U.S. Investors Just Can’t Get Away From Greek Food; Semiconductor M&A Bigtime

Ulli Market Commentary 2 Comments

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[Chart courtesy of MarketWatch.com]

1. Moving the Markets

U.S. stocks closed lower today as uneasiness over a Greek debt deal and a selloff in Shanghai stocks weighed on investor sentiment. In China, stocks fell 6.5% on Thursday, with traders citing the tightening of marginal lending rules as a possible explanation. In economic news, jobless claims rose unexpectedly last week, but remained at levels consistent with a strengthening labor market. U.S. bonds finished mixed for the day.

In M&A news, Chipmaker Avago Technologies (AVGO) Thursday announced plans to buy rival Broadcom (BRCM) in a $37 billion cash and stock deal marking the latest consolidation of firms that supply parts for smartphones and other tech products. One of Avago’s representatives said today that, post-acquisition, the company will have the most diversified communications platform in the semiconductor industry that entails combined annual revenues of about $15 billion.

Moving on to the agricultural sector, we heard some news today that might come as a bit of a surprise to you. Apparently, Amazon (AMZN) is expanding the grocery business by broadening its private-label brand, Elements, into food items, according to a report by The Wall Street Journal. Amazon has apparently approached several food manufacturers to partner in the plans.

8 of our 10 ETFs in the Spotlight closed lower led by RSP with a small loss of 0.18%. Leading the upside was iShares Select Dividend (DVY) with a modest gain of 0.13%.

2. ETFs in the Spotlight

In case you missed the announcement and description of this section, you can read it here again.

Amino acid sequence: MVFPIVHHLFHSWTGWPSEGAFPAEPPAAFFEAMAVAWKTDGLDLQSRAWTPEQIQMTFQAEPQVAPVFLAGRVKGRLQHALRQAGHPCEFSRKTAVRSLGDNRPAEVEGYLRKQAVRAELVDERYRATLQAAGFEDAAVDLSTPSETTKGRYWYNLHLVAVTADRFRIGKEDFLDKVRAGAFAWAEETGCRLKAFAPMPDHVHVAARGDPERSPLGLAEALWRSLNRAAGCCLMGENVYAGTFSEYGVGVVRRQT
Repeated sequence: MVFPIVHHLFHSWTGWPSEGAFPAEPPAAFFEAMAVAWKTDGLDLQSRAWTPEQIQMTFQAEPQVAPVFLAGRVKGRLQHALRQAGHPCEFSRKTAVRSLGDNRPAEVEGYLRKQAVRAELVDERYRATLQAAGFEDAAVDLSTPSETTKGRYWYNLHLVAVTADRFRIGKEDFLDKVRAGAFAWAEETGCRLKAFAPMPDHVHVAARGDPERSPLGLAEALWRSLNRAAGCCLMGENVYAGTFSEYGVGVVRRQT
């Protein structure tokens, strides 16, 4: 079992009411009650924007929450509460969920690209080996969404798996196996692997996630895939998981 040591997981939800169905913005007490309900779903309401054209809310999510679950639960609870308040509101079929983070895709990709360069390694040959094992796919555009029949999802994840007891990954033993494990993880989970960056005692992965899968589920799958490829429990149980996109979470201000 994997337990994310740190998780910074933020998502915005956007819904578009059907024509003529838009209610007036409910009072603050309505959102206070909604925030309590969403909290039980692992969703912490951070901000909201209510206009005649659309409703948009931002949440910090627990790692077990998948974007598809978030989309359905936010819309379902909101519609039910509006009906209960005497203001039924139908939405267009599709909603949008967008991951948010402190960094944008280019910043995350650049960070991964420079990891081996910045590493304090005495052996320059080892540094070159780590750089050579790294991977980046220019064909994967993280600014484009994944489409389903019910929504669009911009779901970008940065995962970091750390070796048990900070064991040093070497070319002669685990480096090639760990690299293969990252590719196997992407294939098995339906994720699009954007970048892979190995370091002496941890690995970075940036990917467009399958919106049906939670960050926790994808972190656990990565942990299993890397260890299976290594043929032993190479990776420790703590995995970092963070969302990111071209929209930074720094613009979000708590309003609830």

It features 10 broadly diversified ETFs from my HighVolume list as posted every Monday. Furthermore, they are screened for the lowest MaxDD% number meaning they have been showing better resistance to temporary sell offs than all others over the past year.

Here are the 10 candidates:


The above table simply demonstrates the magnitude with which some of the ETFs are fluctuating in regards to their positions above or below their respective individual trend lines (%M/A). A break below, represented by a negative number, shows weakness, while a break above, represented by a positive percentage, shows strength.

For hundreds of ETF/Mutual fund choices, be sure to reference Thursday’s StatSheet.

Year to date, here’s how the above candidates have fared so far:


Again, the first table above shows the position of the various ETFs in relation to their respective long term trend lines (%M/A), while the second one tracks their trailing sell stops in the “Off High” column. The “Action” column will signal a “Sell” once the -7.5% point has been taken out in the “Off High” column.

3. Trend Tracking Indexes (TTIs)

Our Trend Tracking Indexes (TTIs) changed only slightly, as the major indexes remained directionless.

Here’s how we ended up:

Domestic TTI: +2.75% (last close +2.76%)—Buy signal effective 10/22/2014

International TTI: +4.78% (last close +4.97%)—Buy signal effective 2/13/2015

Disclosure: I am obliged to inform you that I, as well as advisory clients of mine, own some of these listed ETFs. Furthermore, they do not represent a specific investment recommendation for you, they merely show which ETFs from the universe I track are falling within the guidelines specified.

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Comments 2

  1. Hi Ulli. I’ve followed you for years and find your data and insight very valuable.

    I’m puzzled over the difference between an ETF, VTI, and a mutual fund, VTSAX, which are both issued by the same company. Both are classified as Total Stock Market funds. VTI is about $109 a share and VTSAX is about $54.

    They seem to have the same holdings and their price fluctuation graphs are near identical.

    Why would the ETF cost twice as much as the mutual fund, assuming their holdings are the same?

    I am also puzzled because each lists a p/e of 19. If the prices per share are so different and their holdings are the same, is this possible?

    What are the financial disadvantages of buying the less expensive VTSAX? I realize the expense ratio difference and the capital gains distribution of VTSAX and the efficiency in trading ETFs. Is there any other major reason not to buy the mutual fund?

    Thanks so much for any clarification.

  2. Carlotta,

    The price difference is merely a function of the provider (in this case Vanguard) deciding the price has gotten too high, since most investors prefer to buy something lower priced, and effect a stock split. At that time, the NAV would be halved and the number of shares you own would be doubled. There is no other reason for the difference that I know of.


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